Peripheral Nerve Stimulation

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Peripheral nerve stimulation (PNS) is an innovative treatment for nerve pain and related symptoms. The field of PNS is currently experiencing a phase of rapid growth in number of patients, implanters, indications, and procedure types (Stanton-Hicks et al, 2011).

PNS involves implanting a lead on a nerve and using a low-voltage electrical current to replace nerve pain, numbness, tingling, burning and overactivity with paresthesia along the entire trajectory of the stimulated nerve (Abejón & Pérez-Cajaraville, 2011). Paresthesia is a pleasant buzzing sensation that interferes with transmission of noxious stimuli to the brain. PNfS is similar to PNS, but stimulates a region rather than a specific nerve. The concept of producing paresthesias to combat nerve pain is the same in both PNS and PNfS.

The exact mechanism by which PNS combats nerve pain is incompletely understood. However, a widely accepted explanation is the “gate-control” theory originally described by Melzack and Wall in their seminal paper published in 1965.  According to Melzack and Wall, the gate of pain transmission is opened by activation of nociceptive specific neurons, while stimulation of large myelinated fibers closes the gate.

One of the chief indications for PNS is to manage chronic nerve-related pain, or peripheral neuropathy. Peripheral neuropathy is a disorder of the peripheral nervous system that produces pain, tingling and numbness. Peripheral neuropathy can be caused by many conditions including autoimmune diseases, alcoholism, nerve damage, trauma, post-herpetic neuralgia (shingles), diabetes, medications, reflex sympathetic dystrophy (complex regional pain syndrome), refractory angina, and unknown causes. For example, a common type of peripheral neuropathy that can be treated by PNS is diabetic neuropathy (Bril, 2012), or damage to nerves that occurs due to high blood sugar levels from diabetes (Eckman, 2011). Particularly in the early stages of diabetic neuropathy, patients are characterized by burning feet, hyperalgesia to heat, and mechanical stimuli, as if residual nociceptors (pain-sensing nerve cells) were sensitized (Fuchs, 2010). PNS has been reported to ameliorate these unwanted symptoms in diabetics.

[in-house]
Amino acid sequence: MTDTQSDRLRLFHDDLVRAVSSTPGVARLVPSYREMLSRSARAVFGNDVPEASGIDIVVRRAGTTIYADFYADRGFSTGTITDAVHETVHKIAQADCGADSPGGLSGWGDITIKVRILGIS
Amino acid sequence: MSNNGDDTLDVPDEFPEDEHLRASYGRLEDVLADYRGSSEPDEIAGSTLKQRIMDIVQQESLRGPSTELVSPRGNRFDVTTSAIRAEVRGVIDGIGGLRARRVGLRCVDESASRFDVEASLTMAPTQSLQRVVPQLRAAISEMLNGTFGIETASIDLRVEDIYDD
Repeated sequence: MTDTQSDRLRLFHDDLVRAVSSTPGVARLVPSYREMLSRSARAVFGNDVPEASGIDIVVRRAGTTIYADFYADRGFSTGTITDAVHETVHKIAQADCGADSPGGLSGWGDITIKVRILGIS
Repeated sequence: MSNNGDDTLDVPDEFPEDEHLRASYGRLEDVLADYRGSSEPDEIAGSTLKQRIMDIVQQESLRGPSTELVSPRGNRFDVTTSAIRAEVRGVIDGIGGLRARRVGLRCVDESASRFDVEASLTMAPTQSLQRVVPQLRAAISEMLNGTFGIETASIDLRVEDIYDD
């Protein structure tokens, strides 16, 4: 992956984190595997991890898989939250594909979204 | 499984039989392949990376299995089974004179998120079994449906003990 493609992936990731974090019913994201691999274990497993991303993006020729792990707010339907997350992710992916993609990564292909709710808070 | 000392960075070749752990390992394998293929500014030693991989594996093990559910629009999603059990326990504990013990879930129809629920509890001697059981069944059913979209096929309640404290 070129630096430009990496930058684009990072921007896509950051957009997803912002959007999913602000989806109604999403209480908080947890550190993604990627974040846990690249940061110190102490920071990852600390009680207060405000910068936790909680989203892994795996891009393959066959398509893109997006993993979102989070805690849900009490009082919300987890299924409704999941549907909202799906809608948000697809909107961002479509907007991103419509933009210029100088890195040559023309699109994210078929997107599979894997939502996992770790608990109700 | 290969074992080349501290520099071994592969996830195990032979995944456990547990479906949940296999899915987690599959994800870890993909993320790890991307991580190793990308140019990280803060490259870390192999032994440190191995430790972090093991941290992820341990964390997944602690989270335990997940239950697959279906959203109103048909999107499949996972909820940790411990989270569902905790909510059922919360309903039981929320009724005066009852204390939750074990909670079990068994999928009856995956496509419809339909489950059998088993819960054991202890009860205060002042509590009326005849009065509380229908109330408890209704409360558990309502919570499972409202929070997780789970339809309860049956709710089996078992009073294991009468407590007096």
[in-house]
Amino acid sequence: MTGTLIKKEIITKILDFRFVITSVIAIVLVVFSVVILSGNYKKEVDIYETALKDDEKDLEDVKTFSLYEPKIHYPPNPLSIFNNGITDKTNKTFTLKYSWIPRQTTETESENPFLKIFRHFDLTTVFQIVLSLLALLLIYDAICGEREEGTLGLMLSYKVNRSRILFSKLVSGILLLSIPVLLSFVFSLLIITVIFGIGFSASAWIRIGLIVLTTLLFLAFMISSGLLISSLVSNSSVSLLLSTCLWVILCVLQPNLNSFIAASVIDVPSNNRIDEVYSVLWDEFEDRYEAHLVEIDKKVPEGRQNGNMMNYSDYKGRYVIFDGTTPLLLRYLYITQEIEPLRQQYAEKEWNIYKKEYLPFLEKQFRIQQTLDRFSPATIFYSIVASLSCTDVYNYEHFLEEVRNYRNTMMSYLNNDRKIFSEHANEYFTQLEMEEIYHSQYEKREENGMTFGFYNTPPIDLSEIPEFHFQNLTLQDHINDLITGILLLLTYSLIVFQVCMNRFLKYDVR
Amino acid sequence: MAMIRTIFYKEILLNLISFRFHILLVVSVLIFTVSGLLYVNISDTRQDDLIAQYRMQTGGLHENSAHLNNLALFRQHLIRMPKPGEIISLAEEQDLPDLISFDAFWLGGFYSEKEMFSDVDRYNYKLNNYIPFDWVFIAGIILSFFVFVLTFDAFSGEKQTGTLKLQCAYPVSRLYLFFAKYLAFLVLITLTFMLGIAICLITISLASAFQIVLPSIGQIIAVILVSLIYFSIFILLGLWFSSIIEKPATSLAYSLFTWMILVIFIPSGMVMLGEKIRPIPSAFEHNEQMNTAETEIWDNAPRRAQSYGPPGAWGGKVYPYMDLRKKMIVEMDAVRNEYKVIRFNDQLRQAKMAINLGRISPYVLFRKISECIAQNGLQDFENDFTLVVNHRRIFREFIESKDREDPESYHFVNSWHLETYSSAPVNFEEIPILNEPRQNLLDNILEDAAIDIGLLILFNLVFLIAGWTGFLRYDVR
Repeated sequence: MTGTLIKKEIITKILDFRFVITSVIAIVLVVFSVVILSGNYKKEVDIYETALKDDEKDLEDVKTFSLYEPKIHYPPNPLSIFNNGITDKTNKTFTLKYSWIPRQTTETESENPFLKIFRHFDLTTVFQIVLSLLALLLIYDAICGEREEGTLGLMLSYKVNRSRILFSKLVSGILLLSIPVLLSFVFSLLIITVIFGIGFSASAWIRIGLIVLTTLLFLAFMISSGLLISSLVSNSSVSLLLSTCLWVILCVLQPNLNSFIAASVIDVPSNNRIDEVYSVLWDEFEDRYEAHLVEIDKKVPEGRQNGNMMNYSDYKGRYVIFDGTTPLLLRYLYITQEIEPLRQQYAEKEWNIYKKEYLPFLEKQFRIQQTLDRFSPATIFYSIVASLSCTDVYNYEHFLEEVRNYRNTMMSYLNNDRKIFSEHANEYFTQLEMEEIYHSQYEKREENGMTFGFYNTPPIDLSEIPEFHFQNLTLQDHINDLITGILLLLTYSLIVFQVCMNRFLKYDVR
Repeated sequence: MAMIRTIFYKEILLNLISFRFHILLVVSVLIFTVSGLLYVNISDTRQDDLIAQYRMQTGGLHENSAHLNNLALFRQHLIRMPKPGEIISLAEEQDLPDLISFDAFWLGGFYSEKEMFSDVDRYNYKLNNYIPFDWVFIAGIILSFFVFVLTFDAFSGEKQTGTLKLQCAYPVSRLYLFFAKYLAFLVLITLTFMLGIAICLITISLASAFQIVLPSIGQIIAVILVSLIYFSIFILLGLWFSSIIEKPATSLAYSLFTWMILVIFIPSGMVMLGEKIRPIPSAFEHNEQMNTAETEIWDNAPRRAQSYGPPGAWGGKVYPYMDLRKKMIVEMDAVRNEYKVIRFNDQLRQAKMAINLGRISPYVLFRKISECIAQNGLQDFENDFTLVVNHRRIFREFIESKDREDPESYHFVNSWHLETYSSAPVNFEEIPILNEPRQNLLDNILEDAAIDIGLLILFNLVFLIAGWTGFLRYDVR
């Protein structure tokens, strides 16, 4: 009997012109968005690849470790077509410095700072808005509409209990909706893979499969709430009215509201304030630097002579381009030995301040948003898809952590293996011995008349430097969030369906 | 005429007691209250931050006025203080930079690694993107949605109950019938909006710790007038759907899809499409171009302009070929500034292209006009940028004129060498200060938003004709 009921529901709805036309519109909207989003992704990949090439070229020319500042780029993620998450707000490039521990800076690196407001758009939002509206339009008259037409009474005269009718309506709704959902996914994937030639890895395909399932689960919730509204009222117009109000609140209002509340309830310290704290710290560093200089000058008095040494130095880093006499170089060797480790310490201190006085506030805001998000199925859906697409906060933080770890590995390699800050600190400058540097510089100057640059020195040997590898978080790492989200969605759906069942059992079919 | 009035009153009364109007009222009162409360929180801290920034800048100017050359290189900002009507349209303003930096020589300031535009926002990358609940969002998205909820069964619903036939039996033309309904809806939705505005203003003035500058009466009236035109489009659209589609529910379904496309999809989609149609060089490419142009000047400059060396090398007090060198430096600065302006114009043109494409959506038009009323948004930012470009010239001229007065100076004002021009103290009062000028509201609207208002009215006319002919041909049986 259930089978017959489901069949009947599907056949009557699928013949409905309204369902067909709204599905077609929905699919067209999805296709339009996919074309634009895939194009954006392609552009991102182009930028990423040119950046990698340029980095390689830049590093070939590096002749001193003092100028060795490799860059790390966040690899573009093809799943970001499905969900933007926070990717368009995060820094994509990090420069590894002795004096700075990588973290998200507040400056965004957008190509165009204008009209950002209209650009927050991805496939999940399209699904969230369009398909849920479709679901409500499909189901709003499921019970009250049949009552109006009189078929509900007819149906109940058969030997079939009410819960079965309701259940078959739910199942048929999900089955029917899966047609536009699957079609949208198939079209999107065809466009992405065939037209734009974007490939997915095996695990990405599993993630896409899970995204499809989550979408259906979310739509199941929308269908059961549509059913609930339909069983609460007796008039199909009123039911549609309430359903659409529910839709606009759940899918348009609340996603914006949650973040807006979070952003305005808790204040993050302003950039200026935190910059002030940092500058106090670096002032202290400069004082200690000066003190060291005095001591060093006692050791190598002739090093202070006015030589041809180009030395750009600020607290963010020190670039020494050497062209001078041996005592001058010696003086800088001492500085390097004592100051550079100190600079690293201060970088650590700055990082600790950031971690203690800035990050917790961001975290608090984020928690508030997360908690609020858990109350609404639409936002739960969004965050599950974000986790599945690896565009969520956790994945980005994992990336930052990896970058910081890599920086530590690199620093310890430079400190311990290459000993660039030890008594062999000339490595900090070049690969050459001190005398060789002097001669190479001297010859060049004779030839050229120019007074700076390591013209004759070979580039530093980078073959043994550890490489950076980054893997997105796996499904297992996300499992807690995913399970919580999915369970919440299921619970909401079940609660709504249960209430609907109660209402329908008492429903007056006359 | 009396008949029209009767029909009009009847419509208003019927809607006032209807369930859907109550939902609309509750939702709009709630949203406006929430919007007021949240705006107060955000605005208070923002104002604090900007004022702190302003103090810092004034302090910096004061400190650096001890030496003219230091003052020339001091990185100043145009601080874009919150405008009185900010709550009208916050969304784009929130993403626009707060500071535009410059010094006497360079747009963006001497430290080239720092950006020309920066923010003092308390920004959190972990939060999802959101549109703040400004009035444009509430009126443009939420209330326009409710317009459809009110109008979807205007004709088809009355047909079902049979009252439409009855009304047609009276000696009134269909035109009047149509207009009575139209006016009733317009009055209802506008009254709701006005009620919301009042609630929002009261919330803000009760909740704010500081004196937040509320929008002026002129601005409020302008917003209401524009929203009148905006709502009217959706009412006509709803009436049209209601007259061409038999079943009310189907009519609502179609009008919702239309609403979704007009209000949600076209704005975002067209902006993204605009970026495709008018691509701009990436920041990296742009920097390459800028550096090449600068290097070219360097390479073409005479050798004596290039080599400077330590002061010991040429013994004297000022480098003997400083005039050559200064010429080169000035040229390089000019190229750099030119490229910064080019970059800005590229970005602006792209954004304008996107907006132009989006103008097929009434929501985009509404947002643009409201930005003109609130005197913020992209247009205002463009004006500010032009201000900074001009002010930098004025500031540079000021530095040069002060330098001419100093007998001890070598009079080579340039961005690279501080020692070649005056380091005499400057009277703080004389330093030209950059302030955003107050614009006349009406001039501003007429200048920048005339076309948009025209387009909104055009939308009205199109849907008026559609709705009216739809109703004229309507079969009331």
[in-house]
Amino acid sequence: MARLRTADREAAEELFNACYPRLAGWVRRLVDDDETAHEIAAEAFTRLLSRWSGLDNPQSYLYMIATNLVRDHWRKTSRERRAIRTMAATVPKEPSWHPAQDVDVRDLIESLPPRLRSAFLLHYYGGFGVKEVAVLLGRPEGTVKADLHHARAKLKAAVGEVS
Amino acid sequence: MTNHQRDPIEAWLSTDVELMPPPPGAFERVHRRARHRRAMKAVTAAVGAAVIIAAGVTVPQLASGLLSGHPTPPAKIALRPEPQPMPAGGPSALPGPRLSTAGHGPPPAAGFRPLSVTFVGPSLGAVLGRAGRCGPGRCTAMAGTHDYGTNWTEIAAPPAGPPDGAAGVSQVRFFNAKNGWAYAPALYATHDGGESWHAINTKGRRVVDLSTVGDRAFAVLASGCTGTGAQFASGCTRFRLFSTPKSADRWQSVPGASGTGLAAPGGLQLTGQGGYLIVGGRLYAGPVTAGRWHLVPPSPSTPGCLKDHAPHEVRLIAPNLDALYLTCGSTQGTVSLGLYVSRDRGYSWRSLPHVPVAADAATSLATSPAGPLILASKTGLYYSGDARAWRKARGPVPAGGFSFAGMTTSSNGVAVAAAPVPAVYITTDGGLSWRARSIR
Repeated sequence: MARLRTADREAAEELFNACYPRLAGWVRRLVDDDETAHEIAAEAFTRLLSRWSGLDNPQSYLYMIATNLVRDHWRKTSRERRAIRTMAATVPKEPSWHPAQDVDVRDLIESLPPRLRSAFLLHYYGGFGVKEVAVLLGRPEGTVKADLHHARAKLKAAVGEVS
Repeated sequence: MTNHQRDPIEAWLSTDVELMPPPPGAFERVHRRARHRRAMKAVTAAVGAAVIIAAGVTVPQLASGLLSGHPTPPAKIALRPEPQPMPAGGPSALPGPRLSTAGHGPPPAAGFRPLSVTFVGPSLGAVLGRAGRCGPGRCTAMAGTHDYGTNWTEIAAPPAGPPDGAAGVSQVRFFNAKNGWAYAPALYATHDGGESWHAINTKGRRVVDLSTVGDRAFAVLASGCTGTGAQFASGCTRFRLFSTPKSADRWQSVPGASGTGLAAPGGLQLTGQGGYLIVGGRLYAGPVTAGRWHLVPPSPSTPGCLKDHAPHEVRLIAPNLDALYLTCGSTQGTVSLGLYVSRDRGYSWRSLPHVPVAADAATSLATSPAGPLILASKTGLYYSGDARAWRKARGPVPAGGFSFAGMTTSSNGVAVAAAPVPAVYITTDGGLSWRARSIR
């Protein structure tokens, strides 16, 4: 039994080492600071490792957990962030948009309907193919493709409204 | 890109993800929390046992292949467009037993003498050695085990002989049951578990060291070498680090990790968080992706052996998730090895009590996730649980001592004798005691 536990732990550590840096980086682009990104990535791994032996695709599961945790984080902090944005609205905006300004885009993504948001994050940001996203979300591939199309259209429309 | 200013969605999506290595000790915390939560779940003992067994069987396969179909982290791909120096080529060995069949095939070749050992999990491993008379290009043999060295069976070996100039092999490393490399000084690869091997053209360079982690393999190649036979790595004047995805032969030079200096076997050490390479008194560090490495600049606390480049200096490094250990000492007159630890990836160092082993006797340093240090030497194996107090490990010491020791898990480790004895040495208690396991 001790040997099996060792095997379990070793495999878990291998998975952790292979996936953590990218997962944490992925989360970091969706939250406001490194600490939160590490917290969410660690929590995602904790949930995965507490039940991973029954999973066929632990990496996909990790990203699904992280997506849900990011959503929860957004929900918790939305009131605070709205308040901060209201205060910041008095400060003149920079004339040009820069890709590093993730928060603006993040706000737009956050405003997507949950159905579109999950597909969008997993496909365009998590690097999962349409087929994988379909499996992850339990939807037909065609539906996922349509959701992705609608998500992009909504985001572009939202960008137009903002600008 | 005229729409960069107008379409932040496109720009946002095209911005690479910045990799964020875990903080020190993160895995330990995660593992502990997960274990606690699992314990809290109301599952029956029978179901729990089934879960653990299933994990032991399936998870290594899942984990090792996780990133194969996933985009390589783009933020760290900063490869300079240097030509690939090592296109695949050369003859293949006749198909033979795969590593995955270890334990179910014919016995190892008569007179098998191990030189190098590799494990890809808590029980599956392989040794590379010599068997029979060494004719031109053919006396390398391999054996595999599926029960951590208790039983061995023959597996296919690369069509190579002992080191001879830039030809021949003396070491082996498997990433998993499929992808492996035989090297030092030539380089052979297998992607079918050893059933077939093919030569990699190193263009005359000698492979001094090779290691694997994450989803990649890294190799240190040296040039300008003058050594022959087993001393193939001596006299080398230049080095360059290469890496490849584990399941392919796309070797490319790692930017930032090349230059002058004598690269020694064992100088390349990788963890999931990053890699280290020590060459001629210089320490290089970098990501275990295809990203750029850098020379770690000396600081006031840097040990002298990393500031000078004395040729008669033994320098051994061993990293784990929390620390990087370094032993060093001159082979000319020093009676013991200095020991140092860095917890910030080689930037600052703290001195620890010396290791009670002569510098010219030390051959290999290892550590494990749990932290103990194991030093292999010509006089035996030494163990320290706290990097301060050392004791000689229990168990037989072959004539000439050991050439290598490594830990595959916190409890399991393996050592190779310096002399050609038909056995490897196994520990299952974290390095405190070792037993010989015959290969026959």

Similarly, PNS can be useful in controlling various types of neuralgias. A neuralgia is a chronically painful nerve. Common neuralgias include occipital neuralgia, or nerve pain at the back of the head, trigeminal neuralgia, or nerve pain on either side of the face, and post-herpetic neuralgia, a chronic neuropathic pain syndrome that arises as a sequel of herpes zoster eruption. A case study reported in the literature described successful use of PNfS to manage supra-orbital (above the eye) post-herpetic neuralgia which was refractory to the commonly used pharmacological treatment (Suriya et al, 2010). After successful trial stimulation, a permanent stimulator was placed successfully, and patient medications were tapered off within two weeks. At eight weeks following implantation, the researchers reported the patient was still experiencing “excellent” pain relief, without any side effects.